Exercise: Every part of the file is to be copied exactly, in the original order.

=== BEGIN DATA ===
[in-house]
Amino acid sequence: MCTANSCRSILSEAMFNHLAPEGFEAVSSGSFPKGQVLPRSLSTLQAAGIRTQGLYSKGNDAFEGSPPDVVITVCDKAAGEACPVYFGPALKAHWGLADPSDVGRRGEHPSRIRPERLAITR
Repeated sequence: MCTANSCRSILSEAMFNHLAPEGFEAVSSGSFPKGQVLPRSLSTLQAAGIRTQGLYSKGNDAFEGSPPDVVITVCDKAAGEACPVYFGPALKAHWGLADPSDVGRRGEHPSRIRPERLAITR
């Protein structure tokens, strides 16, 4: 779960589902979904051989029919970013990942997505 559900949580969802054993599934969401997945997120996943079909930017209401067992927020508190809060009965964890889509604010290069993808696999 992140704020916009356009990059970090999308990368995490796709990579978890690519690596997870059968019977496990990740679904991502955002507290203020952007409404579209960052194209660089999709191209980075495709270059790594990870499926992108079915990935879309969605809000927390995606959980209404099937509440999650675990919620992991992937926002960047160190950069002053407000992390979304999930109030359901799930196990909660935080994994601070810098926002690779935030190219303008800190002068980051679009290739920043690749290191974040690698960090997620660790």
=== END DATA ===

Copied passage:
[in-house]
Amino acid sequence: MCTANSCRSILSEAMFNHLAPEGFEAVSSGSFPKGQVLPRSLSTLQAAGIRTQGLYSKGNDAFEGSPPDVVITVCDKAAGEACPVYFGPALKAHWGLADPSDVGRRGEHPSRIRPERLAITR
Repeated sequence: MCTANSCRSILSEAMFNHLAPEGFEAVSSGSFPKGQVLPRSLSTLQAAGIRTQGLYSKGNDAFEGSPPDVVITVCDKAAGEACPVYFGPALKAHWGLADPSDVGRRGEHPSRIRPERLAITR
């Protein structure tokens, strides 16, 4: 779960589902979904051989029919970013990942997505 559900949580969802054993599934969401997945997120996943079909930017209401067992927020508190809060009965964890889509604010290069993808696999 992140704020916009356009990059970090999308990368995490796709990579978890690519690596997870059968019977496990990740679904991502955002507290203020952007409404579209960052194209660089999709191209980075495709270059790594990870499926992108079915990935879309969605809000927390995606959980209404099937509440999650675990919620992991992937926002960047160190950069002053407000992390979304999930109030359901799930196990909660935080994994601070810098926002690779935030190219303008800190002068980051679009290739920043690749290191974040690698960090997620660790």